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Domestic hot water

Traditionally, domestic hot water has simply been a choice between a combi boiler or a vented system (with the odd Point of Use water heater thrown in).

With  water saving design, and zero carbon housing possibly becoming the standard by 2021, this all changes slightly for several reasons –

  • with Passivhaus standards or net zero carbon standards there is no need for a central heating boiler
  • solar hot water collectors, which can easily supply half the hot water needed for a house, work better if they have a thermal store (because sunshine is irregular in the UK). This can be a separate store or part of a hot water cylinder which acts as a pre-heater for the boiler
  • biomass heating, such as wood burning can be difficult to control and regulate accurately (though wood chip and wood pellet are easy to regulate) so again a thermal store may be needed
  • when saving water becomes an issue then the length of pipe runs becomes much more important and also the diameters of pipes.
  • if Combined Heat and Power (CHP) takes off then heat storage again becomes an issue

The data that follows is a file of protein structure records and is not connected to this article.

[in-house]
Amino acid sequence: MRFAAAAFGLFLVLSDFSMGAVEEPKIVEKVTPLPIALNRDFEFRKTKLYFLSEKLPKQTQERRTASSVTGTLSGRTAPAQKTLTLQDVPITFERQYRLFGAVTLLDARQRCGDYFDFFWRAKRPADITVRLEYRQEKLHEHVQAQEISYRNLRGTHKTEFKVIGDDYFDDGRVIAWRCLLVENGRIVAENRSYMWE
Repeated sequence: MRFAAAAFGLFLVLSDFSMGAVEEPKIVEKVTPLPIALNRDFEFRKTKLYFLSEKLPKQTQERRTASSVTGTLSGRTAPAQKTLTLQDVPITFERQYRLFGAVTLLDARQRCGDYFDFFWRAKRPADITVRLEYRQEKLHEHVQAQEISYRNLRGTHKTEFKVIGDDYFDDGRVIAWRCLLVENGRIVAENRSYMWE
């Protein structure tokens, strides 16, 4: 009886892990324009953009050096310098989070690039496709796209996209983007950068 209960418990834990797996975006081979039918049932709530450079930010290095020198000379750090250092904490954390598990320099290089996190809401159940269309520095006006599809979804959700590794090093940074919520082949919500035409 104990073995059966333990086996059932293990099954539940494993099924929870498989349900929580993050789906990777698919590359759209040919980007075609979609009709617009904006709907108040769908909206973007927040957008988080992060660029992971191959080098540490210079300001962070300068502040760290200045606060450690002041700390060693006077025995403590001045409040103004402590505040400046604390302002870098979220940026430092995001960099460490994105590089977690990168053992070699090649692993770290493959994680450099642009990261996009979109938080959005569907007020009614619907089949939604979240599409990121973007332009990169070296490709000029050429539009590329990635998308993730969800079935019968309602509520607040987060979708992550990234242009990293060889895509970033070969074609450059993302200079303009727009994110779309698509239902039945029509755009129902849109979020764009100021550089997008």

• cheaper rate night time electricity can be an argument for more thermal storage of hot water

As can be seen from the above points there are three main changes likely to happen

  • with new houses there needs to be a water heater which is not based on a traditional central heating boiler
  • there is likely to be a much greater use of thermal water stores for both old and new houses
  • pipework and fittings will become more efficient in terms of not wasting heat and water

The main green aspects of a well designed hot water system are:

  • As much of the heat as possible should be from a renewable source such as solar or be reclaimed heat
  • Heat from boilers should be produced as efficiently as possible.
  • Hot water storage should be very well insulated. Although cylinders usually come with a 50mm or so layer of polyurethane insulation bonded to them this may still leak more than 2kWh of heat per 24 hrs. This hardly matters in winter but out of the heating season this is over 360 kWh. In cost alone this is maybe £20 p.a. and would account for 2% of the total prime energy budget in a medium sized Passivhaus, so it is worth adding extra insulation if space permits.
  • Controls should ensure that water is not heated to a higher temperature than necessary. However domestic hot water should always be raised to a temperature greater than 60ºC. before use so that Legionella bacteria are killed. This means that if water is first heated by a solar collector then it will usually need further heating by either a boiler or an immersion heater to reach 60 – 65ºC.
  • Pipe runs should be as short as possible to not only save heat but also water. See Service ducts
  • Pipes should be well insulated.
  • Appliances should be economical with hot water

Occasionally these conditions conflict with each other such as when a hot water tap in a remote part of a building would be better having its own less efficient electric POU heater rather than relying on long pipe runs.

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